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Experimental application server
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README.md

ignition

This is a little experiment I made playing around with Spark (http://sparkjava.com).

The theory is: would it be possible to develop a Java-based application server that is fun and easy to maintain, and also fun and easy to use? For now, I think the answer is a clear and resoundable "yes!". Here are my conclusions thus far:

  • Java is very different from what it used to be (not really as bad as I wrote about in this blog post; I think I'll need to revisit that in a while since it's a bit too negative to Java given how the language is actually evolving nowadays). Things are changing to the better with Java 8 and 9:
    • Lambdas/closures. Very nice; we've had it for years in other languages but it's good that we're also seeing it in Java now.
    • Nashorn (the embedded Javascript interpreter that was introduced in Java 8) is getting some love, to better support ECMAScript 6 (including the beloved "fat arrow"). This makes it, to me, a quite viable alternative for adding scripting support to your Java-based application.
    • Visual Studio Code has great Java support, thanks to our friends at Red Hat. As many of us know, VSCode is a great editor for programmers; a lot nicer and easier to get started with than Netbeans, Eclipse etc. With a good editor, the pain of using a language like Java definitely decreases.
    • Whether we like it or not, Java is still the world's most popular programming language (at least according to the TIOBE Index; the GitHub Octoverse page paints a somewhat different picture, where Javascript is king, but that's only talking about the pull requests that actually reach GitHub... A lot of corporate code is written out there that is not included in the Octoverse statistics).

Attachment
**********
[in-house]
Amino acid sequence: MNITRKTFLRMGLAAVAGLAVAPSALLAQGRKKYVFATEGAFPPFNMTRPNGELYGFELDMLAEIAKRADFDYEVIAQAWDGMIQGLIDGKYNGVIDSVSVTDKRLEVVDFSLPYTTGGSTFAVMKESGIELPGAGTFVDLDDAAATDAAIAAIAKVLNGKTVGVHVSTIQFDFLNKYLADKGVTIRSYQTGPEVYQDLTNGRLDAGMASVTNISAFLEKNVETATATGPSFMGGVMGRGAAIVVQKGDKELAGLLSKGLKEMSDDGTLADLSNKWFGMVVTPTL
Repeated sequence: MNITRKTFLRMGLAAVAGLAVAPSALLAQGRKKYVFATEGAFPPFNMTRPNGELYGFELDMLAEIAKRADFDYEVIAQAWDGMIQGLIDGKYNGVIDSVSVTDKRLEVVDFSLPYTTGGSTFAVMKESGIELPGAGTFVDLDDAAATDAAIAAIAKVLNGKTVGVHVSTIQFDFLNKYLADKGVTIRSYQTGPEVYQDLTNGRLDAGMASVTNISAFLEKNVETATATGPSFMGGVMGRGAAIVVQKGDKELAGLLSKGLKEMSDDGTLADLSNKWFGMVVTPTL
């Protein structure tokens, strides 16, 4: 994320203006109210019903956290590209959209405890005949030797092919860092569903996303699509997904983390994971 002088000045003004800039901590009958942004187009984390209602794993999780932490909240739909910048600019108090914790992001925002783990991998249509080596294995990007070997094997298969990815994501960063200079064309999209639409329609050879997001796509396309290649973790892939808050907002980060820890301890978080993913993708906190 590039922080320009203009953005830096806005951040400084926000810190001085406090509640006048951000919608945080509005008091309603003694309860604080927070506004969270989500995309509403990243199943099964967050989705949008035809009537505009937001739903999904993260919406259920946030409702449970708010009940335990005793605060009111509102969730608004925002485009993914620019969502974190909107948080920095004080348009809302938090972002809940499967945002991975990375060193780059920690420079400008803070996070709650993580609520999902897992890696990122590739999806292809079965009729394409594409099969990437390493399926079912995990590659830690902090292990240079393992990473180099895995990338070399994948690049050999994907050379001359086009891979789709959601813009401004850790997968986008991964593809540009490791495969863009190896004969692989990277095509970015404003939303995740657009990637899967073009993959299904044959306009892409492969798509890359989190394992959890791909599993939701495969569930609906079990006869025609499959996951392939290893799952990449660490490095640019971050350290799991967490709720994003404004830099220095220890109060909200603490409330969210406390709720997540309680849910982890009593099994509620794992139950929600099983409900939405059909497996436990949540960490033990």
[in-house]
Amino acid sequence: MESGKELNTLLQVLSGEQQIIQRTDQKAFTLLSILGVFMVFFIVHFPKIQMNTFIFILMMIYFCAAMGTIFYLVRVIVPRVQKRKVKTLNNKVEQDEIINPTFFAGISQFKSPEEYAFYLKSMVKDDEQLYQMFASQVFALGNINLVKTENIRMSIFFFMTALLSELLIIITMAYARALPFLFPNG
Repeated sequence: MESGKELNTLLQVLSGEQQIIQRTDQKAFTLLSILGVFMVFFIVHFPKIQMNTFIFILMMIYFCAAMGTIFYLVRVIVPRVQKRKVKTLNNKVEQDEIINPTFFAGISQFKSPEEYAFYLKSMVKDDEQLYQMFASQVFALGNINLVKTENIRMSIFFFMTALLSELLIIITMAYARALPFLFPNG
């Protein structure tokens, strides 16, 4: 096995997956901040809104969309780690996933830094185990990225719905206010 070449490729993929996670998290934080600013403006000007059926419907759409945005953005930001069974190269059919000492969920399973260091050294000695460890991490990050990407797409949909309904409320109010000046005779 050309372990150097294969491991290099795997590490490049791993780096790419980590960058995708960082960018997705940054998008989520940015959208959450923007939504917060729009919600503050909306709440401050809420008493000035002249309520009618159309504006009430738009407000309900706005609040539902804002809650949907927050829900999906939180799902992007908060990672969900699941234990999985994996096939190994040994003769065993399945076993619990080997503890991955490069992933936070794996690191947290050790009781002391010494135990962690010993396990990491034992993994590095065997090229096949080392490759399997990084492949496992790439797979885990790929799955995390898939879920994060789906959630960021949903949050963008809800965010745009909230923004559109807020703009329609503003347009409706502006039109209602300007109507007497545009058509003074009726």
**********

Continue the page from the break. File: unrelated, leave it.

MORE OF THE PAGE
Groovy also exists and is an option to me, but the VSCode support for it seems much more limited. Hence, I am feeling right now that Java + some JavaScript for dynamism would be a worthwhile approach to try out.

Building a Java-based application server with Spark and letting the REST API be defined in JavaScript makes sense. If you need to do more complex things in your REST API, you can always define some custom Java classes to take care of the logic (which can easily be called from the JavaScript dynamic part, and even call back into the JavaScript code if needed). Seems like the best compromise, to get the best out of both worlds: static Java code for the more complex parts (the application server and the more complex parts of the applications) and dynamic JavaScript for trivial application code (fetching some data from a database and returning it as JSON etc...).

You can even write the dynamic part in TypeScript instead of Java, to get a totally awesome editing experience (as long as you prepare .d.ts files for the non-TypeScript parts); this, to me, seems like the optimal approach.

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